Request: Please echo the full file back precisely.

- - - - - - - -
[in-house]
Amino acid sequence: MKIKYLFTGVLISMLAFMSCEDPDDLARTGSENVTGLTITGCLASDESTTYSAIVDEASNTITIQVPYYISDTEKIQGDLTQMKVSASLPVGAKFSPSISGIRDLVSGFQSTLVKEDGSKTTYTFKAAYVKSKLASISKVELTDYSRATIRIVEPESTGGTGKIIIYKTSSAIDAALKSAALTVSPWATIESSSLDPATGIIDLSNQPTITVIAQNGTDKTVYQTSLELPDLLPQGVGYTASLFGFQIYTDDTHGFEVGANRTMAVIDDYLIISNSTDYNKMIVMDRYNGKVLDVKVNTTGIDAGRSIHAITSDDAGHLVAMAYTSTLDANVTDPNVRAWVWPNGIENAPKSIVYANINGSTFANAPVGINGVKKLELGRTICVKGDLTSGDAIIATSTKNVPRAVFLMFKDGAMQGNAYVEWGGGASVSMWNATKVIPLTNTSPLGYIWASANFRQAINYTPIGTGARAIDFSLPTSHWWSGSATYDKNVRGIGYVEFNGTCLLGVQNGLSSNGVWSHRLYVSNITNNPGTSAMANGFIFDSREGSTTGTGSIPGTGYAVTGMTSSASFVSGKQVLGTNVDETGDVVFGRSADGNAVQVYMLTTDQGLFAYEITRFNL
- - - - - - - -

[in-house]
Amino acid sequence: MKIKYLFTGVLISMLAFMSCEDPDDLARTGSENVTGLTITGCLASDESTTYSAIVDEASNTITIQVPYYISDTEKIQGDLTQMKVSASLPVGAKFSPSISGIRDLVSGFQSTLVKEDGSKTTYTFKAAYVKSKLASISKVELTDYSRATIRIVEPESTGGTGKIIIYKTSSAIDAALKSAALTVSPWATIESSSLDPATGIIDLSNQPTITVIAQNGTDKTVYQTSLELPDLLPQGVGYTASLFGFQIYTDDTHGFEVGANRTMAVIDDYLIISNSTDYNKMIVMDRYNGKVLDVKVNTTGIDAGRSIHAITSDDAGHLVAMAYTSTLDANVTDPNVRAWVWPNGIENAPKSIVYANINGSTFANAPVGINGVKKLELGRTICVKGDLTSGDAIIATSTKNVPRAVFLMFKDGAMQGNAYVEWGGGASVSMWNATKVIPLTNTSPLGYIWASANFRQAINYTPIGTGARAIDFSLPTSHWWSGSATYDKNVRGIGYVEFNGTCLLGVQNGLSSNGVWSHRLYVSNITNNPGTSAMANGFIFDSREGSTTGTGSIPGTGYAVTGMTSSASFVSGKQVLGTNVDETGDVVFGRSADGNAVQVYMLTTDQGLFAYEITRFNL